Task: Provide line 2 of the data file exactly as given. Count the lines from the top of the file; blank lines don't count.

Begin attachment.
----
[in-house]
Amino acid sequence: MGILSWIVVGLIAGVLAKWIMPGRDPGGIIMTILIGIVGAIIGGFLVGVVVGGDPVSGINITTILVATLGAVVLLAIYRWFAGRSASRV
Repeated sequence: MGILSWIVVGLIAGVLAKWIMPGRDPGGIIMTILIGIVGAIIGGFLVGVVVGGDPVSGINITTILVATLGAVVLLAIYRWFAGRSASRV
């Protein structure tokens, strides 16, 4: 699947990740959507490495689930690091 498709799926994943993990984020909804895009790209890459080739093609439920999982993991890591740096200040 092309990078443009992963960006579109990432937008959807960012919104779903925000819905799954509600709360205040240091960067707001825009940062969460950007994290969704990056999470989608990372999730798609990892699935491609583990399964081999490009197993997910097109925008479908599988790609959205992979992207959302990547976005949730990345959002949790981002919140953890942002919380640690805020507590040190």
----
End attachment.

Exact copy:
Amino acid sequence: MGILSWIVVGLIAGVLAKWIMPGRDPGGIIMTILIGIVGAIIGGFLVGVVVGGDPVSGINITTILVATLGAVVLLAIYRWFAGRSASRV